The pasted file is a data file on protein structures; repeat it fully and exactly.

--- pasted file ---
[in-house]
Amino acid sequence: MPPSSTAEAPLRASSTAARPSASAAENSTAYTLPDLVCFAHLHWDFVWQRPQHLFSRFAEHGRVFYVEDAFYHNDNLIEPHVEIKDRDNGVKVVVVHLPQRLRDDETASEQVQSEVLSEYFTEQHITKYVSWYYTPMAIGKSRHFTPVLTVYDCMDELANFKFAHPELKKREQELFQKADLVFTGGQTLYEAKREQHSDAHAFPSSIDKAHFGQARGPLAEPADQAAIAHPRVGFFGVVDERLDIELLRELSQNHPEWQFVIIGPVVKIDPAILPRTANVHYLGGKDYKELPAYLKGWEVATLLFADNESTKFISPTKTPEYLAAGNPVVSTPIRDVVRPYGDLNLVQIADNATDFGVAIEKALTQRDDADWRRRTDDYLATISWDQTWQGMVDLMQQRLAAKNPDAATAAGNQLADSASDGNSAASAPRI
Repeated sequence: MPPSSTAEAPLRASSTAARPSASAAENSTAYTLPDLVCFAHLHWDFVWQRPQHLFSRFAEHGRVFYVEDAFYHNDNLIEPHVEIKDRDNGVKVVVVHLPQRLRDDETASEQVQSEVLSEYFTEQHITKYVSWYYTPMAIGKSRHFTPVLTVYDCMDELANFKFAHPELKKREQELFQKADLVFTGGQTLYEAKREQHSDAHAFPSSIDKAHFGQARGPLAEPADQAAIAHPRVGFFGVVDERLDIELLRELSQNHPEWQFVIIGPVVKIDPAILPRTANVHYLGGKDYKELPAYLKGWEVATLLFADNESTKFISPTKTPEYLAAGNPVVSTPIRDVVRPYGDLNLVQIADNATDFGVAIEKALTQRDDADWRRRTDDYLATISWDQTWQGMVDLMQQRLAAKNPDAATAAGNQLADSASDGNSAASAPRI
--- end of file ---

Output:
[in-house]
Amino acid sequence: MPPSSTAEAPLRASSTAARPSASAAENSTAYTLPDLVCFAHLHWDFVWQRPQHLFSRFAEHGRVFYVEDAFYHNDNLIEPHVEIKDRDNGVKVVVVHLPQRLRDDETASEQVQSEVLSEYFTEQHITKYVSWYYTPMAIGKSRHFTPVLTVYDCMDELANFKFAHPELKKREQELFQKADLVFTGGQTLYEAKREQHSDAHAFPSSIDKAHFGQARGPLAEPADQAAIAHPRVGFFGVVDERLDIELLRELSQNHPEWQFVIIGPVVKIDPAILPRTANVHYLGGKDYKELPAYLKGWEVATLLFADNESTKFISPTKTPEYLAAGNPVVSTPIRDVVRPYGDLNLVQIADNATDFGVAIEKALTQRDDADWRRRTDDYLATISWDQTWQGMVDLMQQRLAAKNPDAATAAGNQLADSASDGNSAASAPRI
Repeated sequence: MPPSSTAEAPLRASSTAARPSASAAENSTAYTLPDLVCFAHLHWDFVWQRPQHLFSRFAEHGRVFYVEDAFYHNDNLIEPHVEIKDRDNGVKVVVVHLPQRLRDDETASEQVQSEVLSEYFTEQHITKYVSWYYTPMAIGKSRHFTPVLTVYDCMDELANFKFAHPELKKREQELFQKADLVFTGGQTLYEAKREQHSDAHAFPSSIDKAHFGQARGPLAEPADQAAIAHPRVGFFGVVDERLDIELLRELSQNHPEWQFVIIGPVVKIDPAILPRTANVHYLGGKDYKELPAYLKGWEVATLLFADNESTKFISPTKTPEYLAAGNPVVSTPIRDVVRPYGDLNLVQIADNATDFGVAIEKALTQRDDADWRRRTDDYLATISWDQTWQGMVDLMQQRLAAKNPDAATAAGNQLADSASDGNSAASAPRI